two kids petting a cat on the street

Whether you already have children and are considering adding a cat to your family, or you already have cats and are expecting a baby your main concern is going to be the safety of your children. Any pet, including cats, can pose a potential danger to babies and children, but there are many cat-owning households with little ones that have no trouble at all. Let’s look into what kind of potential risks exist regarding cats around children and how to ensure the health and safety of everyone.

Cats and Children: The Health and Safety Risks

The truth is, there are risks of danger all around us, even in the safety of our homes. The best way to prevent accidents and keep everyone as safe as possible is to be aware of what kind of potential dangers surround us and how to best avoid them.

When it comes to cat ownership, there are some potential risks involved but with proper precautionary measures, you can certainly minimize the risk.

Scratches and Bites

Undoubtedly the most common issue that cat owners with children will face is the risk of scratches and bites. Cats and children typically have no problem living happily and safely together but that can be dependent on how the children treat and handle the cat and the cat’s overall temperament.

Getting scratched or bitten by a cat is no fun, any open wound is at risk of becoming infected, so it’s important to properly clean any wound, especially those that result in broken skin. There is also the risk of cat scratch disease, which is a bacterial infection that is spread when an infected cat either scratches or bites a person to break the skin or if they were to lick a person’s open wound.


Cat allergies are twice as common as dog allergies and up to 10 percent of the population in the United States is reported to suffer from some form of pet allergy. While allergies can be more of a nuisance, in more severe cases they can lead to allergic asthma, where the airway tightens when the allergen is inhaled.

If your child were to show any symptoms of allergies, it’s best to have them tested by an allergist to be certain of the specific allergens, as it may not be the cat after all. Once you determine the source of the allergy, you can work with the physician to come up with the best game plan for your health.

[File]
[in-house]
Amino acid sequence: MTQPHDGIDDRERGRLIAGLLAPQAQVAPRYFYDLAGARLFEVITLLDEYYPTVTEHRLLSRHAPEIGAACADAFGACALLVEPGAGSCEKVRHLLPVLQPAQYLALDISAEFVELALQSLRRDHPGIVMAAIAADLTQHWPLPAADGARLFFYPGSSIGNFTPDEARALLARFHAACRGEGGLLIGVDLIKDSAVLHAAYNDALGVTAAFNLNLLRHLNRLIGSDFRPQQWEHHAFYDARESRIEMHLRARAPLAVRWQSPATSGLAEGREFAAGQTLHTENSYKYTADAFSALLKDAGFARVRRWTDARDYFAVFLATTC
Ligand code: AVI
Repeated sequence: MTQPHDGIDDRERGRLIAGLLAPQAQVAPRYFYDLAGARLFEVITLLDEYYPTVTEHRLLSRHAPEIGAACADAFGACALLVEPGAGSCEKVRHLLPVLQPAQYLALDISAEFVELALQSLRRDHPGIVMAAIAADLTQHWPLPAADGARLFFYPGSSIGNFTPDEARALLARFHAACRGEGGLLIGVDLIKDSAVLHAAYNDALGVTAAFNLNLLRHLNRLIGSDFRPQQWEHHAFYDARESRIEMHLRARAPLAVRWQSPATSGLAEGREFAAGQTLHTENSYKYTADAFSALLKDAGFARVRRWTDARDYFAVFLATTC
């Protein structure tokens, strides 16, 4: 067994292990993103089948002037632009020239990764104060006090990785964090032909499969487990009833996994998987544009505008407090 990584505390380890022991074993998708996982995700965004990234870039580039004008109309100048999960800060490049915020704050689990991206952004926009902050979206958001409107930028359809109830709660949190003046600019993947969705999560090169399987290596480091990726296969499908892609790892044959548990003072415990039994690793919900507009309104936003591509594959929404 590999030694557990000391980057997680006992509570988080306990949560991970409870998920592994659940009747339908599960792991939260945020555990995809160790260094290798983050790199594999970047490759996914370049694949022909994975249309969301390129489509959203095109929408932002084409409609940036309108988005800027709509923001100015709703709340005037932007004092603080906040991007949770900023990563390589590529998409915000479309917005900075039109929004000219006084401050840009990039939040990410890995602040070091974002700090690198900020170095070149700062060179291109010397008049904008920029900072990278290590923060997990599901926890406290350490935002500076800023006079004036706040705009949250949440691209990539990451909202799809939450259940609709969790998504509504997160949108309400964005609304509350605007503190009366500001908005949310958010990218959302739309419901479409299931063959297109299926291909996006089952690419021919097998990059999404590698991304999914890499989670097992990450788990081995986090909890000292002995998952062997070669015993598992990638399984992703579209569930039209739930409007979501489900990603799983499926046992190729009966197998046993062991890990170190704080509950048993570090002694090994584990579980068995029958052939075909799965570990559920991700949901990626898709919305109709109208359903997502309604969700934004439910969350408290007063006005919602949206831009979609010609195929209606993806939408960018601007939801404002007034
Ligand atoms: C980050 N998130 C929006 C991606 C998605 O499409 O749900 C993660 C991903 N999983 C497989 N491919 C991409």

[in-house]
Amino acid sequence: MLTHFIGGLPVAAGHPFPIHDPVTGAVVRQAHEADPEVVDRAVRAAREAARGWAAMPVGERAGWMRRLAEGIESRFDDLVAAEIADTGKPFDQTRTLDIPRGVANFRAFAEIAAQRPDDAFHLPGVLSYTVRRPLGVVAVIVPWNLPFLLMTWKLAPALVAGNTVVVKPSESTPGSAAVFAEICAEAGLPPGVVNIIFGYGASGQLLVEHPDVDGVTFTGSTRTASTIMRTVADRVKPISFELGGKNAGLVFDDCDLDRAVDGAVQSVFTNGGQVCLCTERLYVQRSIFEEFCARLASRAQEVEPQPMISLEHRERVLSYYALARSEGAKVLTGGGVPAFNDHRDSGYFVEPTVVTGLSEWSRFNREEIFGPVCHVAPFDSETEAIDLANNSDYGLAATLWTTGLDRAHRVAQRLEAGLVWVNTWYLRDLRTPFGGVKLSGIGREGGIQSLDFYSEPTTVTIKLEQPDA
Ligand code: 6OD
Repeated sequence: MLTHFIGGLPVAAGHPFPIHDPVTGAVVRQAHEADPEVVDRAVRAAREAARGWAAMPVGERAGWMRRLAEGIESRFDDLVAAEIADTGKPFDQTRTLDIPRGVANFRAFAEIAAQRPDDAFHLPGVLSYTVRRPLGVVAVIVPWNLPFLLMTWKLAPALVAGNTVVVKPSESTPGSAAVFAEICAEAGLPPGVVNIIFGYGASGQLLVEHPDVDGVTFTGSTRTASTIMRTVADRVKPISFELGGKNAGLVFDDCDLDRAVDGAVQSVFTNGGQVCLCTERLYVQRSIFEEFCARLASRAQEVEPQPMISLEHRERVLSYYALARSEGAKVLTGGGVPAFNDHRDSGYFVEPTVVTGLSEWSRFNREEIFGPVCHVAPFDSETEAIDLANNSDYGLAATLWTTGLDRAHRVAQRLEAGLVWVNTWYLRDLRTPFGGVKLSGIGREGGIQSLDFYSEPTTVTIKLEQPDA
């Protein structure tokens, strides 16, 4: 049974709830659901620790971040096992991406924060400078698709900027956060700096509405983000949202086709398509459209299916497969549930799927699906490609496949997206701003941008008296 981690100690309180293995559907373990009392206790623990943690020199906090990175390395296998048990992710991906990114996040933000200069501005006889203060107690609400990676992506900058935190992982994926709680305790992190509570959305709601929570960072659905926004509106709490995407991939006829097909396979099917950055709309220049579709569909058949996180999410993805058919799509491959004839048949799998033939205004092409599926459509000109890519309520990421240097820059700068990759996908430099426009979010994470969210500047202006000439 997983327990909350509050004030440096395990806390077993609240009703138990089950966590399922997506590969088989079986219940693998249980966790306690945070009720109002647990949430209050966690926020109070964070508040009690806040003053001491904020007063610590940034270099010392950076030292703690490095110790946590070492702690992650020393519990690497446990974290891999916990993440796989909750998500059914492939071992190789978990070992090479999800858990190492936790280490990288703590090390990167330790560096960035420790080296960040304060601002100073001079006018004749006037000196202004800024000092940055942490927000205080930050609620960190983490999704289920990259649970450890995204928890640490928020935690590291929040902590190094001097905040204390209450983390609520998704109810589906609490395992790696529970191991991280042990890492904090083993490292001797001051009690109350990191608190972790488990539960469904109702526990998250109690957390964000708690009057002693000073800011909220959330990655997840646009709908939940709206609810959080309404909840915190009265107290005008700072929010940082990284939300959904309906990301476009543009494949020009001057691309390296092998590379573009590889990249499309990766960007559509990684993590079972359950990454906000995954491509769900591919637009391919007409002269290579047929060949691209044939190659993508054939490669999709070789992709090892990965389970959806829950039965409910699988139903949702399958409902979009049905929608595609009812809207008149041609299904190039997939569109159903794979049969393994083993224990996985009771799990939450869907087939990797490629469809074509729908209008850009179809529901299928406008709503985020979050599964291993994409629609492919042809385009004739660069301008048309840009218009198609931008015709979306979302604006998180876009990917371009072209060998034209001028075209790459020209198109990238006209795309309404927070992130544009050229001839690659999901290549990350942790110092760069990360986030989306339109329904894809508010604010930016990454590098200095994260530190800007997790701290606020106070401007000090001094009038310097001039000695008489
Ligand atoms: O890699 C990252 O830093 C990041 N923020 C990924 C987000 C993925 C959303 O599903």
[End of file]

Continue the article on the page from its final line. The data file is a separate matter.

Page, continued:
a kid sneezing
Image courtesy of Pixabay

Zoonotic Disease and Parasites

There are a variety of infectious diseases that cats can carry and pass onto people, these are known as zoonotic diseases. These diseases are typically spread by contact with feces, something contaminated with the feces, or through biting or scratching. Some parasites can be passed along to humans from cats.

For the most part, the transmission of these diseases and parasites is rare, but it’s best to always take precautions, keep up on regular veterinary care, and practice proper husbandry and cleanliness. Here’s a list of some of the zoonotic diseases and parasites that can be spread from cats:

Risk of Infant Suffocation (Rare)

You may have heard of the old urban legend that cats would “steal baby’s breath.” It’s important to dispel that myth once and for all, as cats are not malicious and do not kill infants with any form of intent. Your cat can pose a risk of accidental suffocation to an infant if they are allowed to sleep together.

This is the same reason why parents are instructed specifically not to co-sleep with their infants, as newborns and young infants do have proper head control and can easily suffocate if stuck in a position that has blocked their breathing.

While it is a very rare occurrence for a pet cat to accidentally suffocate an infant, it’s still vitally important that you take proper precautions to ensure there are no suffocation risks to your infant, whether it be related to household pets, people, bedding, or anything else.

How to Keep Children Safe Around Cats

There are many different things you can do to minimize any potential danger that cats could pose around children and infants. Many, many families live safely and happily with children and cats.

  • Starting at a very young age, teach children how to properly handle and behave around any pets. Always make sure you supervise children when they are near the household pets to ensure the safety of both the child and the animal.
  • Avoid rough play with your cat(s). Even when it’s an innocent and fun play, it could still result in accidental bites or scratches.
  • Always make sure to wash your hands carefully after handling the cat or any of the cat-related items such as the litter, the litter box, food and water bowls, bedding, etc.
  • Make sure to wash all bites and scratches with soap and water immediately and make sure to keep up with proper wound care to prevent infection.
  • Keep your cat well-groomed and consider trimming their claws to help protect against scratches.
  • If you suspect allergies, get proper testing and diagnosis by an allergist and seek treatment options.
  • Keep up with preventative care to control parasites such as fleas, ticks, and various worms.
  • Keep your cat up to date with all necessary vaccinations.
  • Speak to your veterinarian regarding any concerns you have about zoonotic diseases or parasites or any other risks you need more information about.


Having a cat around children isn’t always dangerous in an obvious way. Cats pose the risk of causing allergies in children or transmitting parasites to them. Cats may also scratch and bite children if they feel threatened. It’s important to teach your child how to behave around your cat to prevent this from happening. Keeping your cat up to date on vaccines and health checks can also reduce some of the risk.

Featured Image Credit: Pixabay